As we turned from these remains of Roman greatness to the other side of the river, and again got on shore, to examine the progress they were making with the modern road, it was impossible not to be struck with the resemblance of the Wallack peasants, who were engaged on it, to the Dacians of Trajan’s column.  The dress, the features, and the whole appearance of the Wallacks, were so Dacian, that a man fresh from Rome could scarcely fail to recognise it.  They have the same arched nose, deeply sunken eye and long hair, the same sheepskin cap, the same shirt round the waist, and descending to the knee, and the same loose trowsers which the Roman chain is so often seen encircling at the ankles.  … we might have supposed ourselves present at the very scene enacted for a similar purpose on the opposite side of this river seventeen hundred years before.
(Paget, 1850)

Danube Right Bank: Russe/Rustchuk (Bulgaria)

At half-past three we came in sight of Rutschuk, to my infinite satisfaction, and in two hours after our boat was moored amidst a number of Russian, Turkish and Greek merchant and fishing vessels of every size, which presented an appearance of considerable commercial activity.
… When first I beheld Rutschuk at a distance with its numerous mosques and minarets shining in the sun, rising on a bold promontory from the edge of a vast expanse of waters formed by the Danube, I felt confident that it was a wealthy, populous, active, cleanly, and handsome city, which I should experience great gratification in examining.
Never was my imagination more deceived.  A more poverty-stricken, deserted, idle, filthy, ill-contrived town does not exist, I believe, even in Turkey.

Rustchuk/Russe: Danube Right Bank - Bulgaria
Rustchuk/Russe – Right Bank of the Danube (Bulgaria)

(Quin ,1836)

Giurgevo derived its name from San Giorgio, the patron Saint of Genoa.

St. Peter's Fair, Giurgiu, by Auguste Raffet, 1837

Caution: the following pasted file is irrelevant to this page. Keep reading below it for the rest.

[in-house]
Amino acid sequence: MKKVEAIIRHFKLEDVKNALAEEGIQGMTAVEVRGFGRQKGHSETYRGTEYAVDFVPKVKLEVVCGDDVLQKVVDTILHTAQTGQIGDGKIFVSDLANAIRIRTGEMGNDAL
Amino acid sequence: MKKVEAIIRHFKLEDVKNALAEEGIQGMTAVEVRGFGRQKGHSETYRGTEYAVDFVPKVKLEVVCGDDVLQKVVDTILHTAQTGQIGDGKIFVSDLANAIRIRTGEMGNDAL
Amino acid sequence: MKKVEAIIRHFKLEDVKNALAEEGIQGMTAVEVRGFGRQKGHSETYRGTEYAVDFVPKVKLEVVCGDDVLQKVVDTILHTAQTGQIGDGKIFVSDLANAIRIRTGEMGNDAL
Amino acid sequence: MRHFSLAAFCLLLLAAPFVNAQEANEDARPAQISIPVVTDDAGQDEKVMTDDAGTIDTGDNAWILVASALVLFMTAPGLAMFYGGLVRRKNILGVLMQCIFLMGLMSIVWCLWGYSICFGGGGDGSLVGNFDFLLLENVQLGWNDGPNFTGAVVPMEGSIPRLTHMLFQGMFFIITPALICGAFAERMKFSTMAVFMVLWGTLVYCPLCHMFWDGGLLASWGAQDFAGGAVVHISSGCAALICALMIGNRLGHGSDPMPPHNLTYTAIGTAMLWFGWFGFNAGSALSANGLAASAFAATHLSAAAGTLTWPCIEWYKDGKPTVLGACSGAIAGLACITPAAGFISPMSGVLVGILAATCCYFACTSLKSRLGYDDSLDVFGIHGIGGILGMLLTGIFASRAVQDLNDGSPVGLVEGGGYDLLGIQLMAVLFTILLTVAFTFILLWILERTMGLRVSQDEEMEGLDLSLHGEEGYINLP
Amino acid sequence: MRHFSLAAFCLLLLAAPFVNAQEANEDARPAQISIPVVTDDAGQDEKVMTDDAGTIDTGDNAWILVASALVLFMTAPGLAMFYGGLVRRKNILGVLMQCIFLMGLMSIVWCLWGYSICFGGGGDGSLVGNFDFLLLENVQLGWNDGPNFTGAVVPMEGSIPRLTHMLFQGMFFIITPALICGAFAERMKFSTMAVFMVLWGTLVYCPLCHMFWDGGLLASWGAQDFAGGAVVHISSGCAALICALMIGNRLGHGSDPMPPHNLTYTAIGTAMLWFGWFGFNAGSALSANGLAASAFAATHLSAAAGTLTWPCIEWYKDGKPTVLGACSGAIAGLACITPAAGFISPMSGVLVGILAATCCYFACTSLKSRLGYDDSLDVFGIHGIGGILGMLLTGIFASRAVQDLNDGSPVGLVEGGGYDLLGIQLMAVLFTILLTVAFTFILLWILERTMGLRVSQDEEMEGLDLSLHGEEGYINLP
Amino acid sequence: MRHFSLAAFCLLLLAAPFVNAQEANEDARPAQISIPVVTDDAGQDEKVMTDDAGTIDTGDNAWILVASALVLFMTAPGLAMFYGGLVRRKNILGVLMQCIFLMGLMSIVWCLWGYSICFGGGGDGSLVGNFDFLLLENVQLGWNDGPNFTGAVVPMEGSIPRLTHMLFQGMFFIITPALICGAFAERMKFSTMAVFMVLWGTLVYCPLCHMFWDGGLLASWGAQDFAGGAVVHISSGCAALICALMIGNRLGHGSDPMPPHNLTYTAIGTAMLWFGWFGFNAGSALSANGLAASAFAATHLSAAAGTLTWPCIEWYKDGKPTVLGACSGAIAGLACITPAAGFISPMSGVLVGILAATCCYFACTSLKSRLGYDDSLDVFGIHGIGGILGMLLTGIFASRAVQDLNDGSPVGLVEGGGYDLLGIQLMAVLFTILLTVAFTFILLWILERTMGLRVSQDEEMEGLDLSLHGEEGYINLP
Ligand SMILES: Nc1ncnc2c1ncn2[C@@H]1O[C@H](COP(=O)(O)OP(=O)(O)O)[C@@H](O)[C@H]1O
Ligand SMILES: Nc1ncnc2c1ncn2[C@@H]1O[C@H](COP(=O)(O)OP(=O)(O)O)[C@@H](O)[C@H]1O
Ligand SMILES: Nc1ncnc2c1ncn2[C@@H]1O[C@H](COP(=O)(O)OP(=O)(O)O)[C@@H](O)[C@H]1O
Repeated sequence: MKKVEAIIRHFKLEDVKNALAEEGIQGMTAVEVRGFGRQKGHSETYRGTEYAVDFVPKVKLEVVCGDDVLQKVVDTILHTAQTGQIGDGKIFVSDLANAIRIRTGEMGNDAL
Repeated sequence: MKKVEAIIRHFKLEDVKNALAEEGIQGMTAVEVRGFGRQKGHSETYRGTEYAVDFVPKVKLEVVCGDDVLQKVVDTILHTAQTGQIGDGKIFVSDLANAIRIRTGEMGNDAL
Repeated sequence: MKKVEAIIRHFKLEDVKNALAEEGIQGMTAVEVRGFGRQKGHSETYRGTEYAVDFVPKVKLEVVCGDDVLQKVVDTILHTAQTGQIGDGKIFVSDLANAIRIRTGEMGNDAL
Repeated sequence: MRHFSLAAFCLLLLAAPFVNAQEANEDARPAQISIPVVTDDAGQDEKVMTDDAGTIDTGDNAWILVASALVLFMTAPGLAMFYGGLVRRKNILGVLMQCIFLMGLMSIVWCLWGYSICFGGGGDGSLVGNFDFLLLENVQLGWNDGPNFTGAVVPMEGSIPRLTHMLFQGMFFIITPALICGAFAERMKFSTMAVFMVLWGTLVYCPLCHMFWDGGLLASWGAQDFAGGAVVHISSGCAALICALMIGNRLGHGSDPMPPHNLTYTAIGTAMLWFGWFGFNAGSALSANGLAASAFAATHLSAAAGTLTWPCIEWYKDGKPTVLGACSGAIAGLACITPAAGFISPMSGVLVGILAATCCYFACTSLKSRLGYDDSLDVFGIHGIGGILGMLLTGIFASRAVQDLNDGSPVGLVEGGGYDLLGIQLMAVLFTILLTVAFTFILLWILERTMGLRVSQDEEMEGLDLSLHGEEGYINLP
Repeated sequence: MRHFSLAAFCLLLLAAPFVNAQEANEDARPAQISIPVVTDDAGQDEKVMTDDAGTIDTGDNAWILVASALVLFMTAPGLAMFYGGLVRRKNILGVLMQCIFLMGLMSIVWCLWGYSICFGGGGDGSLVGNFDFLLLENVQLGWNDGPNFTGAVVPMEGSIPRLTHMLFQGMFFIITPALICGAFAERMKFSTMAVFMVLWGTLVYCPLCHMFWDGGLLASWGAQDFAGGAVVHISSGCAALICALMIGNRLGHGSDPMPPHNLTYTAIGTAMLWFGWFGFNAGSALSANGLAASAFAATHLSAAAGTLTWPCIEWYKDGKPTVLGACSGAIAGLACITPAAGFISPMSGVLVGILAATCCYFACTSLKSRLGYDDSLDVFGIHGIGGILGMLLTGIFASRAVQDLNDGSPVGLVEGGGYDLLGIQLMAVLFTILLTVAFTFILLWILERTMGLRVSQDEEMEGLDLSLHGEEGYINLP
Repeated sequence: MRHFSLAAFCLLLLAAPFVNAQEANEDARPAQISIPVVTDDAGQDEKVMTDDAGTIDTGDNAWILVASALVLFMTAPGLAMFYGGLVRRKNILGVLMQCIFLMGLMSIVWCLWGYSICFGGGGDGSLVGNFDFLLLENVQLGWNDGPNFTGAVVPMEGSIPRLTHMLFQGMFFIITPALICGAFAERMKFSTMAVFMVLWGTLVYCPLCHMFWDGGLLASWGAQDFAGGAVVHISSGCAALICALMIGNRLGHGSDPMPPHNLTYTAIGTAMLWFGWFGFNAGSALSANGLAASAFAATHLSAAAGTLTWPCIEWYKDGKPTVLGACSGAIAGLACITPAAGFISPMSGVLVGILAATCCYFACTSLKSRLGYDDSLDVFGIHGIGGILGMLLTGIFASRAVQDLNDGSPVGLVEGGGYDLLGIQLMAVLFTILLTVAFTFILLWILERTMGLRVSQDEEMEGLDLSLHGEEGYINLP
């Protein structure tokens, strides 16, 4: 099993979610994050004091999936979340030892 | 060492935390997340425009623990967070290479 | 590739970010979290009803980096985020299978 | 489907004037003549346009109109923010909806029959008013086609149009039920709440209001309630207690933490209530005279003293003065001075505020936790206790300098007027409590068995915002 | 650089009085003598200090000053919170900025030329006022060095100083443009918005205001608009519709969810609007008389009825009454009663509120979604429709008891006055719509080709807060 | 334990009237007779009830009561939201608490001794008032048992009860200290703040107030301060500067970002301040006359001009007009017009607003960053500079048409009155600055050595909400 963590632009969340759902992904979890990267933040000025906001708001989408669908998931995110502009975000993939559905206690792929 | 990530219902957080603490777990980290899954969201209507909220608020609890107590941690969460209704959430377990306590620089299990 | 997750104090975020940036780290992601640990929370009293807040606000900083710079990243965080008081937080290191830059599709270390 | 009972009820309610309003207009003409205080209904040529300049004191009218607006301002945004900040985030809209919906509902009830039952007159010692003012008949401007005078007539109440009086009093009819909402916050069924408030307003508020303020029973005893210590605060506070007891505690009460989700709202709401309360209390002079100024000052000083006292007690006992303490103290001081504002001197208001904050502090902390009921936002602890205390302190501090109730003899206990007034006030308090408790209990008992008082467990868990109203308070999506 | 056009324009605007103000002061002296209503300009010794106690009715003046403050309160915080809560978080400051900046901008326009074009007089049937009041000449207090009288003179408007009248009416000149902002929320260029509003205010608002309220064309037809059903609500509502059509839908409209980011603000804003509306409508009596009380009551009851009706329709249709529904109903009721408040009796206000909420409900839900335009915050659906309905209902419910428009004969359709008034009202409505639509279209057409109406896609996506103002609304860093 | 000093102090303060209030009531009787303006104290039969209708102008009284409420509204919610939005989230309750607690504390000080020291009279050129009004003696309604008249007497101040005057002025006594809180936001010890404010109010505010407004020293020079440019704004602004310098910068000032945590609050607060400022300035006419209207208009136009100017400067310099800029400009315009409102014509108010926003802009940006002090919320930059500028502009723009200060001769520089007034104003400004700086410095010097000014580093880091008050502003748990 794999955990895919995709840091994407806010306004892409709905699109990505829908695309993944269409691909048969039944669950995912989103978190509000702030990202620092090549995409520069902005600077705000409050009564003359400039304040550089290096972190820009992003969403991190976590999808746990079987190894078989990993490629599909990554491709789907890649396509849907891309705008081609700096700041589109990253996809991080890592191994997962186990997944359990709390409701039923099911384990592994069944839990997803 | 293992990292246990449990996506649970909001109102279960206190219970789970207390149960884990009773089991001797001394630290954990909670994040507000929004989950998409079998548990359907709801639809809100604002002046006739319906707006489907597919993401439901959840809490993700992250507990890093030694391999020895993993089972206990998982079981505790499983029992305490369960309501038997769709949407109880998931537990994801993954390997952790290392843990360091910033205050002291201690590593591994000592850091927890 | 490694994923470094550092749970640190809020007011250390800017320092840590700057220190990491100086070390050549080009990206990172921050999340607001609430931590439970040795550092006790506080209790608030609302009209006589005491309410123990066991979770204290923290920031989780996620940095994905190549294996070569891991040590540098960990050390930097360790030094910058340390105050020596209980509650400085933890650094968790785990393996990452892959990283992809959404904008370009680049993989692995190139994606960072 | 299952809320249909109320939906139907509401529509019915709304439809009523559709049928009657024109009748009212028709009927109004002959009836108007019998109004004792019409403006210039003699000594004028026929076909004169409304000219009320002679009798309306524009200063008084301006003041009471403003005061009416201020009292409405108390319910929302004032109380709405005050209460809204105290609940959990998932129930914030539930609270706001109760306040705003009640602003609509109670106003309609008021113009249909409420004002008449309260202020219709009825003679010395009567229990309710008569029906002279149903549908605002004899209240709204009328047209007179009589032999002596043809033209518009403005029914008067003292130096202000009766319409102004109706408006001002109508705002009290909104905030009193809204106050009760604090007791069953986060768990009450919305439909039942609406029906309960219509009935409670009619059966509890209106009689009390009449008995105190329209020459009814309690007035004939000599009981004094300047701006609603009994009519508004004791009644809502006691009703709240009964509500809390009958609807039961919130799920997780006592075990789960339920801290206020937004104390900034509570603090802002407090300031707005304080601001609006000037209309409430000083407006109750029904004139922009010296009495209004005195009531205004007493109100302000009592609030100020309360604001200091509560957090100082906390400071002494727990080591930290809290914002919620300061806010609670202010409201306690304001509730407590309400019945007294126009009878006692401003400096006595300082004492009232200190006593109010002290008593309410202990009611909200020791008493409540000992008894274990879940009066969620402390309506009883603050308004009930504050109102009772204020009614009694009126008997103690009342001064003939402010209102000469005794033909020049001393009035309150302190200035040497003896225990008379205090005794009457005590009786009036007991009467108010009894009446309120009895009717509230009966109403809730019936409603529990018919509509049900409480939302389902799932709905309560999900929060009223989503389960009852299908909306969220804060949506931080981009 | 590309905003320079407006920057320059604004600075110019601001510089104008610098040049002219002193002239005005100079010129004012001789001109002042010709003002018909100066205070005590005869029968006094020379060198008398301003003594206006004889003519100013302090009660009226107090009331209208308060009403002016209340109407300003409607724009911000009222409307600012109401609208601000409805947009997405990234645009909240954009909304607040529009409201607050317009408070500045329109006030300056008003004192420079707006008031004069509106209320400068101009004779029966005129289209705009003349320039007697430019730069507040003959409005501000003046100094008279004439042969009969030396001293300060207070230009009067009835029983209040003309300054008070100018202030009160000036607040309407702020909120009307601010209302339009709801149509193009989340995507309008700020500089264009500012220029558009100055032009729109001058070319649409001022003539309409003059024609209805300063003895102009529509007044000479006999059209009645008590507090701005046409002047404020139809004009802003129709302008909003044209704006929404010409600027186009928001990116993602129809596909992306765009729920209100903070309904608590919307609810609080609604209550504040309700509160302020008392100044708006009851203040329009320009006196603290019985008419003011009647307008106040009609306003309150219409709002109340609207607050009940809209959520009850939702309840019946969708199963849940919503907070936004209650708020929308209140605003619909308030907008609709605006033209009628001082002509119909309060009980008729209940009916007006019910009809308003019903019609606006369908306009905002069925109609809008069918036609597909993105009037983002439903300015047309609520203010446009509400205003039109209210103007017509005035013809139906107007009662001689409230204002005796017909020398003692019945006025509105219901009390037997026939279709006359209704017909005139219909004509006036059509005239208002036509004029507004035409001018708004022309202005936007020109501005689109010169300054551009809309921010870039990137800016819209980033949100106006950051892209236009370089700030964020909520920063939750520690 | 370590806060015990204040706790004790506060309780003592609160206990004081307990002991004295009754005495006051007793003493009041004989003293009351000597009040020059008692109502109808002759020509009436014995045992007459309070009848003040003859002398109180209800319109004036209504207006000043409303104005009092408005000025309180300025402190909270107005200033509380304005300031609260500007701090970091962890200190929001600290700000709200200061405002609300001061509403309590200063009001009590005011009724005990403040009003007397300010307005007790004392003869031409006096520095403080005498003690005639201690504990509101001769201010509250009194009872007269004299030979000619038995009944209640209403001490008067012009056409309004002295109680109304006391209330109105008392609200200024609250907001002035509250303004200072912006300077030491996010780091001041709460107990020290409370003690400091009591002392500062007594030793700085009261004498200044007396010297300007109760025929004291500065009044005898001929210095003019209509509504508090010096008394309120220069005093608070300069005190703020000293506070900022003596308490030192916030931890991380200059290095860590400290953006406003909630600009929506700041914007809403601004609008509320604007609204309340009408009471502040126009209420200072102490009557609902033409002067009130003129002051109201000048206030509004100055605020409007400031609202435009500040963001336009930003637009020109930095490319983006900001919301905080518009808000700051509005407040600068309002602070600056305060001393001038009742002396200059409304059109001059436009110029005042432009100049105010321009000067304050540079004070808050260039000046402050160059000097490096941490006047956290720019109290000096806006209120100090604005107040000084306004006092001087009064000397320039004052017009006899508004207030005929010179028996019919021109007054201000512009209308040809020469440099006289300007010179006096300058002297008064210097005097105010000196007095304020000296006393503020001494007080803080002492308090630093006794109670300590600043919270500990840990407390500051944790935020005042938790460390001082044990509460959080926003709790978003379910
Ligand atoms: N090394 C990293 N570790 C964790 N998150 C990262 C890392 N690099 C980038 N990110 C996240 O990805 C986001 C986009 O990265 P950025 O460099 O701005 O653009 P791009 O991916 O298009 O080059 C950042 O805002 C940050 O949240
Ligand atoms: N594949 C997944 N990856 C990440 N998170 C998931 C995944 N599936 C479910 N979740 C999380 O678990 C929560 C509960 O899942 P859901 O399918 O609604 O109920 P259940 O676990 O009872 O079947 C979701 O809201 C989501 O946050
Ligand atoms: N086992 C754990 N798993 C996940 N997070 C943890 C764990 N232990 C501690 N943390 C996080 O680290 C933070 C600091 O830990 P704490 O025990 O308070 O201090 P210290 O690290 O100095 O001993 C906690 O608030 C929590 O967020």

St. Peter's Fair, Giurgiu, by Auguste Raffet, 1837

Genoese merchants drove a good trade in velvets and silks with the luxurious nobles, who were always noted for their love of fine clothes, and the Roumanian town of Giurgevo derived its name from San Giorgio, the patron saint of Genoa.
(Miller,  1896)

The village of Georgiova – on the verge of Christendom:

A beautiful moonlight accompanied us to the last Wallachian post-house, about an hour’s drive from the Danube and the Bulgarian frontier.  Here we were shewn the spot, where the Russians had formed a considerable encampment, during the last war with the Turks, and on the adjoining steppe, were told, there had been some hard fighting.  The lofty minarets of the mosques, and the turbaned inhabitants of the village of Georgiova, who surrounded us as we reached the left bank of the Danube, early in the morning of the 24th of January, announced that we were on the verge of Christendom.
(MacMichael 1817)

Ottoman-Russian Battle of Kalafat:

Russian-Ottoman Battle of Calafat

Austrian-Ottoman Battle of Calafat, 26 june 1790, during which the Habsburg Commander Count Kolowrat-Liebsteinsky distinguished himself by leading his battalion on foot to storm the Turkish redoubt on the left bank of the Danube

Russian-Ottoman  Battle of Kalafat:

The Turkish pashas must have been assured that if the three advancing corps were to unite at Kalafat, under Gortschakoff, the chances of maintaining themselves at Kalafat in the face of such an army were greatly lessened; and to maintain Kalafat was worth great sacrifice, for it was the only place the Turks had on the northern shore of the river, and so long as they held it, the Russian possession of Wallachia was threatened in a manner to disturb its security. (Nolan, 1857)

Constantin Roman © 2000-2009. All Rights Reserved.

Russian-Ottoman Naval Battle, Danube, Crimean War 1854

Russian-Ottoman Naval Battle, Danube, Crimean War 1854